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African cycling: dormant to dominant?
  1. Jarrad Van Zuydam1,
  2. Jonathan Patricios1,2,3,4
  1. 1Morningside Sports Medicine, Johannesburg, South Africa
  2. 2Sports Concussion South Africa, Johannesburg, South Africa
  3. 3The Section of Sports Medicine, Faculty of Health Sciences, University of Pretoria, Pretoria, South Africa
  4. 4Faculty of Health Sciences, Department of Emergency Medicine, University of the Witwatersrand, Johannesburg, South Africa
  1. Correspondence to Dr Jonathan Patricios, Faculty of Health Sciences, Department of Emergency Medicine, University of the Witwatersrand, P.O. Box 1267, Parklands 2121, Johannesburg, South Africa; jpat{at}mweb.co.za

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2:02:57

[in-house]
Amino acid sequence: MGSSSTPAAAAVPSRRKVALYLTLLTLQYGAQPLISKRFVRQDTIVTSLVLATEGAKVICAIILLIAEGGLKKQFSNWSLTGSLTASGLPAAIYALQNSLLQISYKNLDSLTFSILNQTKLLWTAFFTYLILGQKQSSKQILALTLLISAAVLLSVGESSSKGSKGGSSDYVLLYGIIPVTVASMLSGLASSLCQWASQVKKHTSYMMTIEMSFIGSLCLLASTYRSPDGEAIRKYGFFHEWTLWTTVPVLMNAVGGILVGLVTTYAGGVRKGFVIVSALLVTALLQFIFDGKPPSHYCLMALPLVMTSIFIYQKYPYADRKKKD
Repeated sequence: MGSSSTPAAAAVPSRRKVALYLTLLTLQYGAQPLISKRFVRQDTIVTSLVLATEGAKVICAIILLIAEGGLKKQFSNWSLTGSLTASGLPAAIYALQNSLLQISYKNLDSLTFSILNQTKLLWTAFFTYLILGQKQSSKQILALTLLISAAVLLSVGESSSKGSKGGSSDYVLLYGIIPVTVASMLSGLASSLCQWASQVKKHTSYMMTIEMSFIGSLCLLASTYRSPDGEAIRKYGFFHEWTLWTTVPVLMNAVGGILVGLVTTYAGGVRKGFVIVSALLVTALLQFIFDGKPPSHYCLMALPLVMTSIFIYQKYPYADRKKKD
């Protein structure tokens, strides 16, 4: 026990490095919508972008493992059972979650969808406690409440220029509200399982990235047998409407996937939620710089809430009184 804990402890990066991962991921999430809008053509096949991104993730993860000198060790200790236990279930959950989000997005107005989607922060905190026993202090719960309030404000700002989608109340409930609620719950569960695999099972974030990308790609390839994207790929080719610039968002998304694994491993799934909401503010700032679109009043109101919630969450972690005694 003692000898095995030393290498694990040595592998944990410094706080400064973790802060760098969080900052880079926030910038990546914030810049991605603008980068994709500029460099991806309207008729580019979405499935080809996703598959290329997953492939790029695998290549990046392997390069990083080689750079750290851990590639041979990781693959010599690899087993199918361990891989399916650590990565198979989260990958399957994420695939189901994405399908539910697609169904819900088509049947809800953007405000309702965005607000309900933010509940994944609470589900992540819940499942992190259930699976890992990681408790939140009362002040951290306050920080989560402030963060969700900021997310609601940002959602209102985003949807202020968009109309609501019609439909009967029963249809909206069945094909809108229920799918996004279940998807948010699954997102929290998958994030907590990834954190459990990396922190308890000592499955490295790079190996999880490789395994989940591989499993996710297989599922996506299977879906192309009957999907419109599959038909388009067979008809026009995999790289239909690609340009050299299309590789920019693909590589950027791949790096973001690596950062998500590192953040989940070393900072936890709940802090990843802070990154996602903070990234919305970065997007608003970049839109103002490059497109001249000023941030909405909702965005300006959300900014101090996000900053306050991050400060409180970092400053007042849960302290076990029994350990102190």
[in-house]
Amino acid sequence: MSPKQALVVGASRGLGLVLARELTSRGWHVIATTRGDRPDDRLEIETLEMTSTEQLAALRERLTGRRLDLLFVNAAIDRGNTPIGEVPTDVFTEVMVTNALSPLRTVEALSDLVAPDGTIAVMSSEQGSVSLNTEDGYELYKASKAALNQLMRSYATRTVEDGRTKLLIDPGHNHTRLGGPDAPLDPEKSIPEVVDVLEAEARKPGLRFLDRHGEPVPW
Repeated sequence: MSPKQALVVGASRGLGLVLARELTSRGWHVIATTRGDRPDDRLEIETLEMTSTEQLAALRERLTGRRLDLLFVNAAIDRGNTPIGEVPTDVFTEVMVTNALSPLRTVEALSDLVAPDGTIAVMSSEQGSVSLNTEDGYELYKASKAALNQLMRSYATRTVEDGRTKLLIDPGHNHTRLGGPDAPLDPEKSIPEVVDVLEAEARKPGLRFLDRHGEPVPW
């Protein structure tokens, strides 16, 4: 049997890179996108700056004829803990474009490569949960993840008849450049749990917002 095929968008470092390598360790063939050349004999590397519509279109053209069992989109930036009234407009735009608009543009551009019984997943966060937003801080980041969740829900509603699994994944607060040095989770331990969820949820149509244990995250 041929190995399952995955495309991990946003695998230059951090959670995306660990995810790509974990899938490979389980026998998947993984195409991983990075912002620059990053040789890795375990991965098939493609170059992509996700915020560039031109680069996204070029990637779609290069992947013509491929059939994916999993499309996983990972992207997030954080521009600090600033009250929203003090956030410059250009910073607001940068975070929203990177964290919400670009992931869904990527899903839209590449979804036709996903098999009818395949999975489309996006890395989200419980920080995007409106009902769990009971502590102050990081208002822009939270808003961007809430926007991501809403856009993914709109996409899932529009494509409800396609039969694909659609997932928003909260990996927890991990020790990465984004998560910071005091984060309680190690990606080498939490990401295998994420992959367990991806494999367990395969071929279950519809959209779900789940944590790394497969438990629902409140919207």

That is the current world marathon record for men. Since 1960, the record has fallen regularly and the 2 h mark is now talked about as a target rather than a barrier. African distance runners have repeatedly lowered this record, especially in the past decade. Among the 100 fastest marathon times ever, 99 are by African-born athletes.

Born to run

African distance runners do not seem to have superior aerobic abilities but they have better running economy than their Caucasian counterparts, even when matched for race time.1 The oxygen consumption cost of running is lower in African runners and perhaps this is related to their anthropometry. Eritrean runners have lower body mass indexes (BMIs), smaller maximal calf circumferences and longer shins.2 In Kenya, it is not unusual for school-going boys to have BMIs as low as 15.5 kg/m2, and many of these children will walk and run over 10 km to school and back each day.3 Heavier legs come at great cost to running economy, but the effect is even greater …

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